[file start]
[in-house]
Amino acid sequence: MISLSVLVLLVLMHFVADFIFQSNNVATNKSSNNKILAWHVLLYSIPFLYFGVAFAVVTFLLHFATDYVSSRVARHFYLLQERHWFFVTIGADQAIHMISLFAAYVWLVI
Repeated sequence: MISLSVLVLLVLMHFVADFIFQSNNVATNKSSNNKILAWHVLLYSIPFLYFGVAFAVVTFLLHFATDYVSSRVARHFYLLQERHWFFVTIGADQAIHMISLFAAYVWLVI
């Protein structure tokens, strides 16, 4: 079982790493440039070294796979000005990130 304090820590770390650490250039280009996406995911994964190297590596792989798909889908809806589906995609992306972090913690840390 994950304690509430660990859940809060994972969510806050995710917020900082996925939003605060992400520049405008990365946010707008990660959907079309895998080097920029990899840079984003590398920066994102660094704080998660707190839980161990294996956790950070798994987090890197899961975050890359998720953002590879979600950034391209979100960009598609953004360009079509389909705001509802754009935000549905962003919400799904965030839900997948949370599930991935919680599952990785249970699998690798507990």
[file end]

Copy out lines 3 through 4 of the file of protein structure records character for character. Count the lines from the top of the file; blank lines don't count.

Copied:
Repeated sequence: MISLSVLVLLVLMHFVADFIFQSNNVATNKSSNNKILAWHVLLYSIPFLYFGVAFAVVTFLLHFATDYVSSRVARHFYLLQERHWFFVTIGADQAIHMISLFAAYVWLVI
């Protein structure tokens, strides 16, 4: 079982790493440039070294796979000005990130 304090820590770390650490250039280009996406995911994964190297590596792989798909889908809806589906995609992306972090913690840390 994950304690509430660990859940809060994972969510806050995710917020900082996925939003605060992400520049405008990365946010707008990660959907079309895998080097920029990899840079984003590398920066994102660094704080998660707190839980161990294996956790950070798994987090890197899961975050890359998720953002590879979600950034391209979100960009598609953004360009079509389909705001509802754009935000549905962003919400799904965030839900997948949370599930991935919680599952990785249970699998690798507990």